In 1864, conditions became desperate. The rolling stock was worn out as were the rails. On the 6th of May, Federal forces reached the line at Stony Creek and burned the bridges, cars, and buildings and tore up a mile and a half of track. Another attack was made on June 21st, and another four miles of track was torn up. In December, a third attack was made further south and thirty-two (32) miles of track were destroyed, more than half of the road.

When Petersburg was evacuated in April of 1865, all of the rolling stock was taken to the south side of the Roanoke River. When it looked as though the bridge at Weldon and the rolling stock would be burned there, the cars and engines were all floated across to the north side of the river at Gaston. The collapse was complete.

After General Robert E. Lee's surrender in April, the Federal government returned the road over to the company in June, and the tremendous task of rebuilding it began. Squads of workmen were put on the road at both ends in July, and by the middle of August it was possible for trains to pass over the entire length of the line. However, the rails were in such poor condition that trains had to be limited in both number and speed.

From the 1st Annual Report of the North Carolina Railroad Commission, dated December 31, 1891:

The Petersburg Railroad Company was organized 1830, under laws of Virginia and North Carolina [no, 1831 in NC]. Original charter granted by Act of the General Assembly of the State of Virginia, passed February 10, 1830, and by the General Assembly of the State of North Carolina at its session of 1830. Amendatory Acts were passed by the Legislature of Virginia as follows: 1830, 1831, 1832, 1833, 1834, 1836, 1840 and 1843.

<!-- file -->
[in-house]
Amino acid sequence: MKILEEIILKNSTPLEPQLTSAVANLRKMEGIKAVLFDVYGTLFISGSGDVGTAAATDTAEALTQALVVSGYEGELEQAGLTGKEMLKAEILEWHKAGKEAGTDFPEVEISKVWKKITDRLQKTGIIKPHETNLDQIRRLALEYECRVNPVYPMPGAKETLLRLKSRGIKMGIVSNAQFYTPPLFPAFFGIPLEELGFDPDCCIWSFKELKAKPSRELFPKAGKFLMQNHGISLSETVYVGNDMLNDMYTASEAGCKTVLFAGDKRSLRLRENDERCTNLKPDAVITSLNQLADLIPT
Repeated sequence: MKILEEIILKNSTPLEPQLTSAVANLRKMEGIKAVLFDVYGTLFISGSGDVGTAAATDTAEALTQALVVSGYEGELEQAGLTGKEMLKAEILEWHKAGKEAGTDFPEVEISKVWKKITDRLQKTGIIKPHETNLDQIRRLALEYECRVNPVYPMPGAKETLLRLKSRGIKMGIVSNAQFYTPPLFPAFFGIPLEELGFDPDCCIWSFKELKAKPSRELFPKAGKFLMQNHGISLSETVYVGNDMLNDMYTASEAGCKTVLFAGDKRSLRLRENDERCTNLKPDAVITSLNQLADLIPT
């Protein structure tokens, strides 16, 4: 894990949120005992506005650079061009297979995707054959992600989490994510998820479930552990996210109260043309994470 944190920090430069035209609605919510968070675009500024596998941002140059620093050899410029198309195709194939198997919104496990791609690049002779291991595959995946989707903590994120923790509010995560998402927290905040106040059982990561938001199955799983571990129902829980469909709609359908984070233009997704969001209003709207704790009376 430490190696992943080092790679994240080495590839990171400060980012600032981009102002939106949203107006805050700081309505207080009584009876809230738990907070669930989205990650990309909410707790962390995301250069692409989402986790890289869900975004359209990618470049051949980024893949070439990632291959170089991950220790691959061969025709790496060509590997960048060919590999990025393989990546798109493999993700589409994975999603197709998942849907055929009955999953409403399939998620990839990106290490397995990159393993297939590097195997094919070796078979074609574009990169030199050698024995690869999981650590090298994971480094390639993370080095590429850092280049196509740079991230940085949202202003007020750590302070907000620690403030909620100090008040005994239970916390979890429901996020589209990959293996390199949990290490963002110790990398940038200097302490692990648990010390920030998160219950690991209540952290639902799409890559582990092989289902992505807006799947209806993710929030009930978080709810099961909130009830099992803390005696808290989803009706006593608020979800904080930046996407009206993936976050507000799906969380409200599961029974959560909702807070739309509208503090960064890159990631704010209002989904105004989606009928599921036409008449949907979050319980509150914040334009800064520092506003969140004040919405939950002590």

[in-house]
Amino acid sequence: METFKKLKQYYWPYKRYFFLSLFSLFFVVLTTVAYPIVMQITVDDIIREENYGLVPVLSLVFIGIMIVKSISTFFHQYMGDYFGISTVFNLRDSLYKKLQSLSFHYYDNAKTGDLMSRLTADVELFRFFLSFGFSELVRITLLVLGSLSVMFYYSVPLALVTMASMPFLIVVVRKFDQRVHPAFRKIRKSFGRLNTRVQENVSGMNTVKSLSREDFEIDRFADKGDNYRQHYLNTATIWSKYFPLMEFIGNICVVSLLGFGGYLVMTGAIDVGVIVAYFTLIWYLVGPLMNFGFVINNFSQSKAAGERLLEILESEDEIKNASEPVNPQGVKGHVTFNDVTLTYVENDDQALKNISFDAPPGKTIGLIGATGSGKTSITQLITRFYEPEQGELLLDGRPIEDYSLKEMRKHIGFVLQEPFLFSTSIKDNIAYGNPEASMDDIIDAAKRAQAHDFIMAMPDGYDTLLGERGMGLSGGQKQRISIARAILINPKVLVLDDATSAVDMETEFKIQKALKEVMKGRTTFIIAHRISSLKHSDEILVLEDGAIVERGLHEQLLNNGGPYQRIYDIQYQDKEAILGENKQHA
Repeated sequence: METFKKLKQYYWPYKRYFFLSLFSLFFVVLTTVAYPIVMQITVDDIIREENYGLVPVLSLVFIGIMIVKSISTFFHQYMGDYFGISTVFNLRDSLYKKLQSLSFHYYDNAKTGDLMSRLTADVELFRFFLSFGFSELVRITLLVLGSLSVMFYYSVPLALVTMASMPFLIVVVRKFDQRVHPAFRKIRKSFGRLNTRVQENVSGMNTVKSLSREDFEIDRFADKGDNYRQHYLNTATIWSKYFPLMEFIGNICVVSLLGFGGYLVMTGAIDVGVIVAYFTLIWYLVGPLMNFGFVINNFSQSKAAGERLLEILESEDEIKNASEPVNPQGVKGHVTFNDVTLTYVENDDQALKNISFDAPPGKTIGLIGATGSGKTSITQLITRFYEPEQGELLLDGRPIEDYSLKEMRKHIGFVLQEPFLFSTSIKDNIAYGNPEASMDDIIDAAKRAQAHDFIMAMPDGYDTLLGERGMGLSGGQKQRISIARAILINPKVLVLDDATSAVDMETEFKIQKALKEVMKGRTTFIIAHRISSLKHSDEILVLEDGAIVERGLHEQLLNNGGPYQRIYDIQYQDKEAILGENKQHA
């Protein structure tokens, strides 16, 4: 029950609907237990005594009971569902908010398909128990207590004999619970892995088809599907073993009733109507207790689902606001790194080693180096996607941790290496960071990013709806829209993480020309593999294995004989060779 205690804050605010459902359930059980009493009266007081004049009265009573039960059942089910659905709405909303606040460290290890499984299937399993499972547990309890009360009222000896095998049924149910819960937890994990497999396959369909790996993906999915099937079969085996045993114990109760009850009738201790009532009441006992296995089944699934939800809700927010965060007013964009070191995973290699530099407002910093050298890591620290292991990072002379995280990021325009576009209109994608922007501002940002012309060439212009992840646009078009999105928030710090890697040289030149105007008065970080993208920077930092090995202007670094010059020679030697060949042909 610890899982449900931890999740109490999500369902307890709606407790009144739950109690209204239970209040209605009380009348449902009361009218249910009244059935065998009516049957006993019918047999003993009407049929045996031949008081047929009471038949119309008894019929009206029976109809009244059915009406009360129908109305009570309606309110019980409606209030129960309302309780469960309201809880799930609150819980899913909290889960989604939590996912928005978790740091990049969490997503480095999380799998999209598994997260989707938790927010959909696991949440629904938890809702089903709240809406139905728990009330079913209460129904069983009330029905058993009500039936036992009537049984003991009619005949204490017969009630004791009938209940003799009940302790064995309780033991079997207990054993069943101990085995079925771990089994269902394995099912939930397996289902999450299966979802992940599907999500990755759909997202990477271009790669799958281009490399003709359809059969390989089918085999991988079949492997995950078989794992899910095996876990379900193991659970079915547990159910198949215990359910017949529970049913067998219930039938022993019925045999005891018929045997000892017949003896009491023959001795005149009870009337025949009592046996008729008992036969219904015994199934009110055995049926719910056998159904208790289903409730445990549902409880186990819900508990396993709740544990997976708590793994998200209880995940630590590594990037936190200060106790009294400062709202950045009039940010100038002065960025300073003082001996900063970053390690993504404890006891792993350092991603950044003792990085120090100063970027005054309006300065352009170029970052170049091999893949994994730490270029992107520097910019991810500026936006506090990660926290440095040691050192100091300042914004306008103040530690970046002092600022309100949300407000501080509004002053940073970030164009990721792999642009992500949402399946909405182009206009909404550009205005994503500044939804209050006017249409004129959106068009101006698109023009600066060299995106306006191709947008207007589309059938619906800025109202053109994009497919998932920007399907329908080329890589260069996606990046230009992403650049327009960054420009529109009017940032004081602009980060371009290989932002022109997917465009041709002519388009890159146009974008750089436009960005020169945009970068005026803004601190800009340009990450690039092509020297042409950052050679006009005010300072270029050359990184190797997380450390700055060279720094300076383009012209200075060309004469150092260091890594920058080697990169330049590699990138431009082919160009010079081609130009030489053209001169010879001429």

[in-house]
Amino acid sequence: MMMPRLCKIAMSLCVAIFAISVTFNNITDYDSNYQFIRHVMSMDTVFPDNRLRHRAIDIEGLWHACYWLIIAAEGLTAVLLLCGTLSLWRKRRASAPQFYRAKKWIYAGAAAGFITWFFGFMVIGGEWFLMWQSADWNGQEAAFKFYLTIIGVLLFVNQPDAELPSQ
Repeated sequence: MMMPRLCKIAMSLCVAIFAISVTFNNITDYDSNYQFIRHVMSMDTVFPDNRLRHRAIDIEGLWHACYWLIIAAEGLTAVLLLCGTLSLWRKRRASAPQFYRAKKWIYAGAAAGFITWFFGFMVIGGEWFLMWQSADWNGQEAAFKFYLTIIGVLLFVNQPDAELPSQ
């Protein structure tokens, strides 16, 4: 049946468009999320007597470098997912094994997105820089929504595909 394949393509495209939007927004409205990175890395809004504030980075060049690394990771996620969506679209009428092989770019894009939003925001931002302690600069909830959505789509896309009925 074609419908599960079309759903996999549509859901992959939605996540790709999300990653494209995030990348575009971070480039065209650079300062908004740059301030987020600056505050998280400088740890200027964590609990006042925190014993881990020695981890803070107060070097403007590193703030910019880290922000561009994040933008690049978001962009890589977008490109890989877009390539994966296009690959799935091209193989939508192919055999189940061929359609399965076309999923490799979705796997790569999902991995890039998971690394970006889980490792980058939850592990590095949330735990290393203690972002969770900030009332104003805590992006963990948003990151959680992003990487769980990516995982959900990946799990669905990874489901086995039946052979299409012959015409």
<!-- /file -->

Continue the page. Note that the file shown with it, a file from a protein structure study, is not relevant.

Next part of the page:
The charter expired by limitation in 1891. A renewal of the same was granted by the Legislature for two years, by Act ratified the 9th day of March, 1891. The Legislature refused to renew for a longer period than two years, because the Wilmington & Weldon Railroad Company claims exemption from taxation, not only for its main line, but for its branch roads as well, and had, in the meantime, become the owner by lease of the Petersburg Road. This right of exemption from taxation was not acquiesed in by the Legislature, and suits are now pending to subject the branch roads to taxation. In the meantime the Legislature, for these reasons, thought it wise to renew the charter for only a short period.

Towns on Route:

NC/VA State Line

Pleasant Hill

Dupre's Cross Roads > Dupre

Blakely Depot (1833) > Garysburg (1838)